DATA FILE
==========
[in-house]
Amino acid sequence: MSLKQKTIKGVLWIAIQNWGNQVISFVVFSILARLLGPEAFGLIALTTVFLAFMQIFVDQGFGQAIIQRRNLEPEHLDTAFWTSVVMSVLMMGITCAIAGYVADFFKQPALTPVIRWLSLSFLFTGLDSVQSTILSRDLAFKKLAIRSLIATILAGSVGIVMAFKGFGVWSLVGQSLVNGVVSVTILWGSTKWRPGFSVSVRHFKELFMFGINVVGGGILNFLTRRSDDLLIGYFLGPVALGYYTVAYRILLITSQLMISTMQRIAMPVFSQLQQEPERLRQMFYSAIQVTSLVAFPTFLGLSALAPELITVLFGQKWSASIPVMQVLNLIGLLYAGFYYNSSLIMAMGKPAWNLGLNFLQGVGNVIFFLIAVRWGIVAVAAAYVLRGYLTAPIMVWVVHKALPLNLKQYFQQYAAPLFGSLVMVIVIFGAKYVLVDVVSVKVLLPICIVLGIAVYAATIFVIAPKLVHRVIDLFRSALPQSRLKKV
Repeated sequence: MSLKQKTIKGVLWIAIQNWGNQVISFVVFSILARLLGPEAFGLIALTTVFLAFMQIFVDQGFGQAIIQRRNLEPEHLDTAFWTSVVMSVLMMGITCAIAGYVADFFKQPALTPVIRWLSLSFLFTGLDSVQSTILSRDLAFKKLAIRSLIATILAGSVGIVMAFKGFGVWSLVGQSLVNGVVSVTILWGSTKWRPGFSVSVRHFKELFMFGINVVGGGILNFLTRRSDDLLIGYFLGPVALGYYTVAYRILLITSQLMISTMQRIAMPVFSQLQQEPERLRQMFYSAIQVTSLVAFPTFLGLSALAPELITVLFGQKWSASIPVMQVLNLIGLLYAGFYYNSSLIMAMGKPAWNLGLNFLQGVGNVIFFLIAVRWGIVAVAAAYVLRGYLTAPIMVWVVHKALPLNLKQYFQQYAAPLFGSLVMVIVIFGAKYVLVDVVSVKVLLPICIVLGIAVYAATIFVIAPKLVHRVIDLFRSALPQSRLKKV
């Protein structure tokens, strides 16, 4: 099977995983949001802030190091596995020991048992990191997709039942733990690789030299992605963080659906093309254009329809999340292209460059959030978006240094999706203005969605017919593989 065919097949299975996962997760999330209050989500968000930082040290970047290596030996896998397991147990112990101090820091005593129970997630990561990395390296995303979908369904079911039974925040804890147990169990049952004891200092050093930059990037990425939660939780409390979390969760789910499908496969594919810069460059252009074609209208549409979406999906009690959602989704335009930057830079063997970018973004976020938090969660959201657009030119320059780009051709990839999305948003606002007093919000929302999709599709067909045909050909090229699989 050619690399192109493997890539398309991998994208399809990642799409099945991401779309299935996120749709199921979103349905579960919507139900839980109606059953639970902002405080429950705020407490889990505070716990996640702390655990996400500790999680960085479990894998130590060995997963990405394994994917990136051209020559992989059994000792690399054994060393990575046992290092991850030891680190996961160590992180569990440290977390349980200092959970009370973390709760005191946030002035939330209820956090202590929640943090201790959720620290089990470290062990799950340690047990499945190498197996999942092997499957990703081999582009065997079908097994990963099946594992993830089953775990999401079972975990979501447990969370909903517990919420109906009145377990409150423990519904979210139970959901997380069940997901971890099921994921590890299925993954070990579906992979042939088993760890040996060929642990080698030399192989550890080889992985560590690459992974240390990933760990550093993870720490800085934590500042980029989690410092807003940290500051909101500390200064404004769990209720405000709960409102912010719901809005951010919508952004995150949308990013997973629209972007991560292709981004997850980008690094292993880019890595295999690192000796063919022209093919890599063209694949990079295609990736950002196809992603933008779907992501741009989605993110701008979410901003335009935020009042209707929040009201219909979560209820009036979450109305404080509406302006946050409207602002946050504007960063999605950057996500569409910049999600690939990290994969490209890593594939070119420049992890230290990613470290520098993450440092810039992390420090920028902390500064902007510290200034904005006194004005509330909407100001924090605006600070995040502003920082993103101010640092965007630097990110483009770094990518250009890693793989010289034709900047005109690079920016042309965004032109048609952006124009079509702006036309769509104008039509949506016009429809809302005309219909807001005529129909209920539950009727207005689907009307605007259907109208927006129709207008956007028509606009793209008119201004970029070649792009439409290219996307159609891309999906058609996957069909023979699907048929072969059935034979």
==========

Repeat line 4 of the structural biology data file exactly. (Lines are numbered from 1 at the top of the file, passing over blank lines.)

């Protein structure tokens, strides 16, 4: 099977995983949001802030190091596995020991048992990191997709039942733990690789030299992605963080659906093309254009329809999340292209460059959030978006240094999706203005969605017919593989 065919097949299975996962997760999330209050989500968000930082040290970047290596030996896998397991147990112990101090820091005593129970997630990561990395390296995303979908369904079911039974925040804890147990169990049952004891200092050093930059990037990425939660939780409390979390969760789910499908496969594919810069460059252009074609209208549409979406999906009690959602989704335009930057830079063997970018973004976020938090969660959201657009030119320059780009051709990839999305948003606002007093919000929302999709599709067909045909050909090229699989 050619690399192109493997890539398309991998994208399809990642799409099945991401779309299935996120749709199921979103349905579960919507139900839980109606059953639970902002405080429950705020407490889990505070716990996640702390655990996400500790999680960085479990894998130590060995997963990405394994994917990136051209020559992989059994000792690399054994060393990575046992290092991850030891680190996961160590992180569990440290977390349980200092959970009370973390709760005191946030002035939330209820956090202590929640943090201790959720620290089990470290062990799950340690047990499945190498197996999942092997499957990703081999582009065997079908097994990963099946594992993830089953775990999401079972975990979501447990969370909903517990919420109906009145377990409150423990519904979210139970959901997380069940997901971890099921994921590890299925993954070990579906992979042939088993760890040996060929642990080698030399192989550890080889992985560590690459992974240390990933760990550093993870720490800085934590500042980029989690410092807003940290500051909101500390200064404004769990209720405000709960409102912010719901809005951010919508952004995150949308990013997973629209972007991560292709981004997850980008690094292993880019890595295999690192000796063919022209093919890599063209694949990079295609990736950002196809992603933008779907992501741009989605993110701008979410901003335009935020009042209707929040009201219909979560209820009036979450109305404080509406302006946050409207602002946050504007960063999605950057996500569409910049999600690939990290994969490209890593594939070119420049992890230290990613470290520098993450440092810039992390420090920028902390500064902007510290200034904005006194004005509330909407100001924090605006600070995040502003920082993103101010640092965007630097990110483009770094990518250009890693793989010289034709900047005109690079920016042309965004032109048609952006124009079509702006036309769509104008039509949506016009429809809302005309219909807001005529129909209920539950009727207005689907009307605007259907109208927006129709207008956007028509606009793209008119201004970029070649792009439409290219996307159609891309999906058609996957069909023979699907048929072969059935034979």